As 2010 wraps up people are already putting together their lists of the year's best novels and stories. I'm no exception and should release my picks for the best stories of the year—and the stories I'll be nominating for the annual awards—in early December.
However, it's worth remembering that the year isn't over and amazing stories are still being published. Case in point: "Seeing" by Genevieve Valentine from the November issue of Clarkesworld Magazine.
"Seeing" focuses on a space explorer attempting to discover a habitable planet for humanity, whose own earth is facing an extremely slow and painful death. If that sounds rather straightforward and something which has been written a thousand times, prepare to be shocked. From the prose to the characterization to the worldview behind the story, Valentine has create a unique look at what not only drives people but at the strangeness lurking everywhere in our universe.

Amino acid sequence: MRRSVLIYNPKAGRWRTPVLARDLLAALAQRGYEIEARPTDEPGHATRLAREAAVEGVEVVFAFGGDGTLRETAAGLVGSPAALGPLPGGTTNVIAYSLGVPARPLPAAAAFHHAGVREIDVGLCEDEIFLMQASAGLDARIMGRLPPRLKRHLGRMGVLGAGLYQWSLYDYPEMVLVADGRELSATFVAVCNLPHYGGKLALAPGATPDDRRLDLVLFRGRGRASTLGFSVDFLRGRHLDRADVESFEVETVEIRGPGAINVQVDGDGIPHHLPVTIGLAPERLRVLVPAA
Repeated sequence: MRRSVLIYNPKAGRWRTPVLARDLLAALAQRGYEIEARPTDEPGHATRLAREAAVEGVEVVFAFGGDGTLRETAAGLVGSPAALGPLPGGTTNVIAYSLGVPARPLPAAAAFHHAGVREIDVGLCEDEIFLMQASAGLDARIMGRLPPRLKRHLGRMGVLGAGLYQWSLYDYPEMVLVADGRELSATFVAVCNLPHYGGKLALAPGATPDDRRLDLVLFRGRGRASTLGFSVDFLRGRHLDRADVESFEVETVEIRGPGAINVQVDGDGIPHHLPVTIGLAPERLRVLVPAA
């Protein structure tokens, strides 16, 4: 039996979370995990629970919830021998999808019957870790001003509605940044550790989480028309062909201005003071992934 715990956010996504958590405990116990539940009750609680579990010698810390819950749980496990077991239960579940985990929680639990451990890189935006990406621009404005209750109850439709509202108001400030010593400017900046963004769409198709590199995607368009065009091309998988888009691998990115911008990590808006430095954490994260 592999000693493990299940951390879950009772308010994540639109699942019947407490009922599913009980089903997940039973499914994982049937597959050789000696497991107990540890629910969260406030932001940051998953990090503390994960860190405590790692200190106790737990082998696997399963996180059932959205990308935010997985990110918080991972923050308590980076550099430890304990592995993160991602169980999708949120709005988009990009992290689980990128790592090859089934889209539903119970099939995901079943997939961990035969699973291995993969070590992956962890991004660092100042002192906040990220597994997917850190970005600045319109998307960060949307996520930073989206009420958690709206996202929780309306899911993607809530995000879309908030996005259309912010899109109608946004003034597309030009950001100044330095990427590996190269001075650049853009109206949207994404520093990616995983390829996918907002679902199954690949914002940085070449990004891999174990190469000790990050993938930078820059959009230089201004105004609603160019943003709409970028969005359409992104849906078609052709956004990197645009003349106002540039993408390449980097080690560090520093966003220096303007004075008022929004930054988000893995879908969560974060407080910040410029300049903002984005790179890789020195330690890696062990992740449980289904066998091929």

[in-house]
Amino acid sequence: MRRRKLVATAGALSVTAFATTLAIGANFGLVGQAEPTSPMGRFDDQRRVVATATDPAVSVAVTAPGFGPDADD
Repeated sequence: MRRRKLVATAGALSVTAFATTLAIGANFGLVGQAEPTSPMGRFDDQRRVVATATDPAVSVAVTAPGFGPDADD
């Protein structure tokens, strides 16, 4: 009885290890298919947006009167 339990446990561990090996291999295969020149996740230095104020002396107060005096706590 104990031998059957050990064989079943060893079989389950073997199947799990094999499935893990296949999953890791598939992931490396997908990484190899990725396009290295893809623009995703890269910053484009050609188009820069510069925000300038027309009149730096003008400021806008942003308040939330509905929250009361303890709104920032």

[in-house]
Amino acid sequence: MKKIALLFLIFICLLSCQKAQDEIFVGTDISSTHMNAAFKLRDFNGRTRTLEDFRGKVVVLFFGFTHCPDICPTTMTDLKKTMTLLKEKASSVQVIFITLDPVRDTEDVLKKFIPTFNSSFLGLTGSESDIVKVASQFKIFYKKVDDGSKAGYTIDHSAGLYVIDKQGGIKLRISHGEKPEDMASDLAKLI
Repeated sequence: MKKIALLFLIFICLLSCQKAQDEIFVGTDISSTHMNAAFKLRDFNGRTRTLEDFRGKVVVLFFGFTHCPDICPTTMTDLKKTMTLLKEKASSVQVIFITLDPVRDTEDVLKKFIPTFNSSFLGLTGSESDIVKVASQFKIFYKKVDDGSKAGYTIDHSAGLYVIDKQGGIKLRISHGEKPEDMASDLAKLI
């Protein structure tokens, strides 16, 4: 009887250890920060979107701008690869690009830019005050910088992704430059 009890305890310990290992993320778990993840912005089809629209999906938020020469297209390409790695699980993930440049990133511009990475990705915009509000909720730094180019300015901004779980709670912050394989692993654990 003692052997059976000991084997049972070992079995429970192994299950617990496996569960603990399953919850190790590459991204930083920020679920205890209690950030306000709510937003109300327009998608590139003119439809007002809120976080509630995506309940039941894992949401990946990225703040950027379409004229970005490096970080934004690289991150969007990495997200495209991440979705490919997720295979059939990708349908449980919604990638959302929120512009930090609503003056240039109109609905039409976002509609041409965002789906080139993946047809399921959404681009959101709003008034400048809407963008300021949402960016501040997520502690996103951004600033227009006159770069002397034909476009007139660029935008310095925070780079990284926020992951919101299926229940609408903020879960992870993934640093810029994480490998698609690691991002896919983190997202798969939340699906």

As N.K. Jemisin said in the comments below the story, "Seeing" features "Fantastic characterization, accurate science, literary experimentation that not only works but fits. Delicious." I couldn't agree more. (BTW, Jemisin also has an extremely good story called "On the Banks of the River Lex" in the same issue of Clarkesworld.)
"Seeing" is a story I'd have easily picked for my online SciFi Strange anthology. It will also be on my list of the year's best stories.